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Companies that are growing fast generally pay lackluster dividends, or no dividends at all. While these investments offer the potential for substantial capital appreciation in the long run, investors with plenty of savings already should consider buying stocks that pay attractive dividends. This allows those savings to generate even more cash, not just paper gains.

We asked three of our contributors to each suggest a high-yield dividend stock that would be perfect for wealthy investors. Here's why Qualcomm (NASDAQ:QCOM), AbbVie (NYSE:ABBV), and Brookfield Infrastructure Partners L.P. (NYSE:BIP) are great choices. 

A solid tech dividend

Tim Green (Qualcomm): The ongoing slowdown in the smartphone market is a problem for Qualcomm. The company makes most of its profits through licensing deals, with mobile device unit volume being a major driver of growth. The company also sells chips, including its Snapdragon line of systems on a chip. This wasn't a great year for Qualcomm, with licensing revenue slumping 4% and chip revenue tumbling 10%. But the company expects a return to revenue growth next year.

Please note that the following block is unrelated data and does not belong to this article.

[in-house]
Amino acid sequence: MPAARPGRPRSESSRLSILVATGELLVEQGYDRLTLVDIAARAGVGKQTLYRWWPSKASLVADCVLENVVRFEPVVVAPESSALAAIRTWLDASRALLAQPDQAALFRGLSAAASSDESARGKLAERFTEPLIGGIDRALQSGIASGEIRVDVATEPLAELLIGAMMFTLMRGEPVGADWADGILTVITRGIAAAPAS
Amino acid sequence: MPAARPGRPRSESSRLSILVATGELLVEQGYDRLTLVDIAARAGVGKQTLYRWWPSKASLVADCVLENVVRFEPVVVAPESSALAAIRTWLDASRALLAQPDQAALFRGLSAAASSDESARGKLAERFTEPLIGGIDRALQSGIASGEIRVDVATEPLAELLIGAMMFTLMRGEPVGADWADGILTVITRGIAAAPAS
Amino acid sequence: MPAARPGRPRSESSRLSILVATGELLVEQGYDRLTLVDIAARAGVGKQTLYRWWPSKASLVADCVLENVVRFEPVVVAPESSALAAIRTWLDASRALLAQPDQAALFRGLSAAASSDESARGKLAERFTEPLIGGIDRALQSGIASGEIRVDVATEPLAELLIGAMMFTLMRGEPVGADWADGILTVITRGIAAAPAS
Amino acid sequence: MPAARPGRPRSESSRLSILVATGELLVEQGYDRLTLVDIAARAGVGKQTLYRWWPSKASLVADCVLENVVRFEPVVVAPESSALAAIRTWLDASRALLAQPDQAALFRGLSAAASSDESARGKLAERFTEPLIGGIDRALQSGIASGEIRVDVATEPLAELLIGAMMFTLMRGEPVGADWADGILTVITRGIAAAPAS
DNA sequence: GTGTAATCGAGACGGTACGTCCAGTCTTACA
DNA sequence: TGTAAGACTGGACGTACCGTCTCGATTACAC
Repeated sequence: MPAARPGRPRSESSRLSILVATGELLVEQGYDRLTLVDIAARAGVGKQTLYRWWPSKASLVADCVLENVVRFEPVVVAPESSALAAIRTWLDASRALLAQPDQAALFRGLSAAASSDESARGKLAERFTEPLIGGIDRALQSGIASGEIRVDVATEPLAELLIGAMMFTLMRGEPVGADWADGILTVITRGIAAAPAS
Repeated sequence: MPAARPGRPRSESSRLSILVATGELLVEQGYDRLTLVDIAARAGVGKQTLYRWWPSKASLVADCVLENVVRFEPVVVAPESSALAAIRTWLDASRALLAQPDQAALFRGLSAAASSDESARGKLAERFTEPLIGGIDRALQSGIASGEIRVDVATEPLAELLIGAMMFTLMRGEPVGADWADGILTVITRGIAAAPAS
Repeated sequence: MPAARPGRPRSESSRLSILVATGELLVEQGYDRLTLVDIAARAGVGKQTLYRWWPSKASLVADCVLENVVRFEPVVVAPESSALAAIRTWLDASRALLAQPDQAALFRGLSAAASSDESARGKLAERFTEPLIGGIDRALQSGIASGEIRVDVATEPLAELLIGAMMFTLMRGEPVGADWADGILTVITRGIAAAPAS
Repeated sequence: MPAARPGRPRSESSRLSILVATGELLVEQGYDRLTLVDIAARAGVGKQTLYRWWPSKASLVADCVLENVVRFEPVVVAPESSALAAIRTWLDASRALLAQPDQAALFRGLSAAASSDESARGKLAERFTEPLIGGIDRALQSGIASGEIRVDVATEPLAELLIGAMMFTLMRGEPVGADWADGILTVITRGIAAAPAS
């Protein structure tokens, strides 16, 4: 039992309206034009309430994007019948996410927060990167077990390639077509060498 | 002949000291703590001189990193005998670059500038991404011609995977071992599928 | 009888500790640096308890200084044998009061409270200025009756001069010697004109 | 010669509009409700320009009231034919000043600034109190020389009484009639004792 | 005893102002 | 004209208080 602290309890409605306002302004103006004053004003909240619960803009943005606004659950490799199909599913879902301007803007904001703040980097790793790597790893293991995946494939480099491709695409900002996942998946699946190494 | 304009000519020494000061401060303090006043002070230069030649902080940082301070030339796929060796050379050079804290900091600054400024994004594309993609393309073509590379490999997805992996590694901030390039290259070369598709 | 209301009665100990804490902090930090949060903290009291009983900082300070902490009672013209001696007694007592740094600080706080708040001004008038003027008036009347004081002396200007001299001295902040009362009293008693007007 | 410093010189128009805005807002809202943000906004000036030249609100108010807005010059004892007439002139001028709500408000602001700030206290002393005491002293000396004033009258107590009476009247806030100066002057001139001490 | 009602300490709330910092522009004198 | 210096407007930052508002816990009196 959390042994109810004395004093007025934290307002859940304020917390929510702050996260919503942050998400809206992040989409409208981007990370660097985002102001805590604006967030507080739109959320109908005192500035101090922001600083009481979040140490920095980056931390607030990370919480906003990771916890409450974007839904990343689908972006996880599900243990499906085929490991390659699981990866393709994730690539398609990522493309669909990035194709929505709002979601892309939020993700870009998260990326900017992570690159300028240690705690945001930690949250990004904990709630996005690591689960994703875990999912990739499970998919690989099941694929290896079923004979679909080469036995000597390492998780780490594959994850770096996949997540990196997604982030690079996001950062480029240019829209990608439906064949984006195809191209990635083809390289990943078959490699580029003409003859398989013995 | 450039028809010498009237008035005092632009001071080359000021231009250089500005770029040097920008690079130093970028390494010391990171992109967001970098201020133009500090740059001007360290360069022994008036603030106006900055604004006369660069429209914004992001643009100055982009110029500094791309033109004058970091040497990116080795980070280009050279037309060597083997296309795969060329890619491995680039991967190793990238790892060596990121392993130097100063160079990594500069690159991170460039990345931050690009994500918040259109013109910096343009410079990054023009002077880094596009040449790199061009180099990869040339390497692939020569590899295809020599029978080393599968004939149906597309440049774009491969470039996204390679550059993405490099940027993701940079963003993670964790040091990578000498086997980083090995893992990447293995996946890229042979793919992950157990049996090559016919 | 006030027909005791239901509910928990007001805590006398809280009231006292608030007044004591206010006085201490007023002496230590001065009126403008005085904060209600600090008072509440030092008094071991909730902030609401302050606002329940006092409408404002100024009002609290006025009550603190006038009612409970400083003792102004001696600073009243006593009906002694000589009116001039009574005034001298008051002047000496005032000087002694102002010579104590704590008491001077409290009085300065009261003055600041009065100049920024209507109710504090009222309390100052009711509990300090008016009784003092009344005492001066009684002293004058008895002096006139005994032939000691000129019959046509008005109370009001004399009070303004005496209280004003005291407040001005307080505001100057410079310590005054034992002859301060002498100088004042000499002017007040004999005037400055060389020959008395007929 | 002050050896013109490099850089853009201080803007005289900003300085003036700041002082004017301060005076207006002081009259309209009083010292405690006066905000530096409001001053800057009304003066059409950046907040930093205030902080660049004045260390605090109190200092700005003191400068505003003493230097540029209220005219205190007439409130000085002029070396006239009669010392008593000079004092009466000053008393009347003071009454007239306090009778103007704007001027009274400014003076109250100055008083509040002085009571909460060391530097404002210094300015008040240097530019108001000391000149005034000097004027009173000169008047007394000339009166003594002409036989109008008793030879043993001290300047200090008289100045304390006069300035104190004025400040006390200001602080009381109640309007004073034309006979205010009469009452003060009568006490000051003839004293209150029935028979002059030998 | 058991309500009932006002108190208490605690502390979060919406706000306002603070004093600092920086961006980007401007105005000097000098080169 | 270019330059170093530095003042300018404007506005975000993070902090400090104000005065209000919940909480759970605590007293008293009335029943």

Qualcomm stock sports a dividend yield of about 3.1% -- not the highest in the world, but substantially better than the S&P 500's measly 2% payout. About 56% of Qualcomm's earnings in fiscal 2016 went toward paying the dividend, a payout ratio that the company probably doesn't want to go much higher. Earnings growth will probably determine dividend growth going forward.

The good news is that Qualcomm is making a big bet on a growth area that could free it from its dependence on mobile devices. The company plans to acquire NXP Semiconductors in a deal valued at $47 billion, including debt. NXP is the leading supplier of automotive semiconductor chips, giving Qualcomm an instant presence in an industry that could see explosive growth going forward as cars become smarter and more connected.

With Qualcomm, investors get an above-average dividend yield coupled with growth opportunities that will help drive that dividend higher in the future.